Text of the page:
Love Island bosses edit show so theres a villain, princess, joker and hero, expert says

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As 24 hours of footage is cut down to 40 minutes of TV on Love Island, Jake and Faye become 'villains', Liberty and Priya 'princesses' and Toby the permanent 'joker'. But instead of simply gossiping about last night's Casa Amor antics, a love expert insists there's lessons in 21st century love we can all benefit from learning when the hit series comes to a close on Monday.

Earlier this week we reported a source had likened the show to a soap opera, with cast members told what to do via a tannoy. Meanwhile, friends and family pleaded with angry fans to remember 'it's just a TV show' after certain islanders were trolled on social media.

Psychotherapist Dr Audrey Tang exclusively tells OK!: "The twists and turns of this year’s Love Island have kept viewers captivated yet again. Yet in some ways, it has become an opportunity to explore our own views on relationships.

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“It is the proverbial #askingforafriend as we discuss with horror the ideas around friendzoning, gaslighting, sex pacts and a whole set of NVQ levels I wasn’t party to when I was at school!” says Dr Tang.

According to the psychotherapist, watching the smash-hit series can help us reflect on some of our own issues, through low level projection, that may have gone unresolved.

Perhaps you find yourself getting a little too angry with Toby’s immaturity? Or utterly infuriated by Jake’s Iago-esque goading of the boys to “Do bits” in Casa Amor while keeping his own hands clean?

How this and everything else witnessed on the show can be a great chance to glean some critical insights into 21st century loving.

“We must remember that we watch 24 hours of footage edited down to around 40 minutes of a TV show, which is the Hunger Games of relationships,” explains Audrey. Do you find yourself "testing” your relationships, in the way that Liam might have tested his relationship with Millie, with Lillie in Casa Amor, returning later to his original squeeze?

“If you have to ‘test’ – how secure is that relationship?” says Audrey. “Testing a relationship is akin to making the point ‘I'm only with you until something better comes along…and OK, right now, there's not something better.'"

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We’ve all been guilty of that, right? And life is more complex than a TV show. But according to Audrey, if your partner says they are trying to choose between you and someone else, you need to muster the self-respect to say – “If you need to ask, you need to leave, because even if you don’t know what you want…it is likely not me.”

And if it’s YOU in that position, it’s fairer on your current partner to let them go. “Even if the other relationship doesn’t materialise, because real love needs to be selfless,” she says.

Audrey says that good old fashioned flirting – as seen in the early days with Shannon and Aaron, and Hugo and Sharon should be encouraged IRL – especially in an age when too many of us rely on sexting and emojis.

“Eye contact and banter are so important,” says Audrey. “We spend so long on our socials that we don’t appreciate how powerful traditional methods of communication are. And remember banter is two way – it’s not about "demanding others make YOU laugh" – banter is collaborative.”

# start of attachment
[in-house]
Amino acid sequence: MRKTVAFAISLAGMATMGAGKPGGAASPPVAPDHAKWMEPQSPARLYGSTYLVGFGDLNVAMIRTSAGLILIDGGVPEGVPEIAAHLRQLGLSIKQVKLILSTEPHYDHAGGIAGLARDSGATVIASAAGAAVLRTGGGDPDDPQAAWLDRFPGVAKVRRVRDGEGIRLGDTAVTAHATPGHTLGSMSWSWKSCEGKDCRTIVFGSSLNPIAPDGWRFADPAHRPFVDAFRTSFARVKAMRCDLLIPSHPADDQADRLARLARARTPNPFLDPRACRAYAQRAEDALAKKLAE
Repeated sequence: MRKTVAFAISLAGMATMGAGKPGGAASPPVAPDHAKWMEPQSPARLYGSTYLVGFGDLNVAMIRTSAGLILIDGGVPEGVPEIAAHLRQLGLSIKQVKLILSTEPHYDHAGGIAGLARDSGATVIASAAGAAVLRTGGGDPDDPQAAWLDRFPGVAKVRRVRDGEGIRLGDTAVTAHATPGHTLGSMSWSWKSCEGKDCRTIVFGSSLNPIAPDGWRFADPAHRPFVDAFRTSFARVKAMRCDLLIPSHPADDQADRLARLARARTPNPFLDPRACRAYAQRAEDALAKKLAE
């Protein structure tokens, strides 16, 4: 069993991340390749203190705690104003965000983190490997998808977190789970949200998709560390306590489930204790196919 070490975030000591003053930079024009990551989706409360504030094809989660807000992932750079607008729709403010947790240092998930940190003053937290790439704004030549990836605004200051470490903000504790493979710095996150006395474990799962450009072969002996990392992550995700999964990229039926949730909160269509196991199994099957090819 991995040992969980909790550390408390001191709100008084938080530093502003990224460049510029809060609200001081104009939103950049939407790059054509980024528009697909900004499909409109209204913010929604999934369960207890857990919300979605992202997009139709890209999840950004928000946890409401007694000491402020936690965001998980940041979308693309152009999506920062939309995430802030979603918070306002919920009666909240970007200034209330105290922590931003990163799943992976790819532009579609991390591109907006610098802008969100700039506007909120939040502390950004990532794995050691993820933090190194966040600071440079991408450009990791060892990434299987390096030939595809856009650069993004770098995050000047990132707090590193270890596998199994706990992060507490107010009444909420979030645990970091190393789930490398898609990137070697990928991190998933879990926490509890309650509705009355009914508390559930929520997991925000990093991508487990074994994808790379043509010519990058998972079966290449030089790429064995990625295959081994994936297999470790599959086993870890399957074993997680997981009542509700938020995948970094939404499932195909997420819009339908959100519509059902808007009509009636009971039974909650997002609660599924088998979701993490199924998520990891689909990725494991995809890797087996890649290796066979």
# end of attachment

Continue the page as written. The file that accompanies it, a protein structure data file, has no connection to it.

She also recommends thinking about what are genuine relationship ‘deal breakers’. Early on, Aaron and Shannon talked about kids and Shannon said she didn’t want them.

“There is no point then getting upset when Aaron said he was going to get to know someone who was on the same page where kids are concerned. Of course rejection hurts, but some things are deal breakers in relationships, and kids is one of them…religion may be another – and better to make that decision early leaving BOTH parties the best chance of future happiness with others,” advises Audrey.

“Recognise what you want out of a relationship and what you are not willing to compromise on, and actively seek those values. Just because someone has a pretty face or sparkling personality does not make up for something that is important to you and how you want to live your life.”

And don’t put off potential partners if there is no instant attraction. Jake’s view of Liberty that he didn’t want to immediately “rip her clothes off” is NOT a deal breaker, but a situation for some ‘wiggle room’.

“This can perhaps be changed,” says Audrey. “Healthy, long term relationships rest on more than sex.” And don’t fall into the ‘Sex Pact’ trap either warns Audrey. “Sex is about you making a decision to share a valuable level of intimacy and depth with another person – this is not something you need to decide as a group.”

Worried you’re being ‘Friend Zoned’ – don’t be!

“It's a shame when ‘friend’ seems to be such a degraded word, we should be celebrating the depth of friendship. The word ‘platonic’ now has been relegated to "friendzone" which is tragic because the true meaning of the word is lost. “A platonic love is one that has the potential to make you both better people as there are no demands, expectations or pressures that romantic love can bring,” she adds.

So in short – Audrey thinks that the best lessons to take from this year’s Love Islanders is what NOT to do. “A final example of this is why not talk about sex and boundaries directly?” she says. “Doing bits” or “NVQ levels” is both somewhat repressed and reduces the value of intimacy.

"As a psychologist I believe the secret to love is being honest and open and finding someone else who can be honest and open with you to – not trying to shape others into what we think we need.”

Dr Audrey Tang is a chartered psychologist, mental health & wellness expert and author of new book The Leader’s Guide to Resilience , Pearson, £14.99

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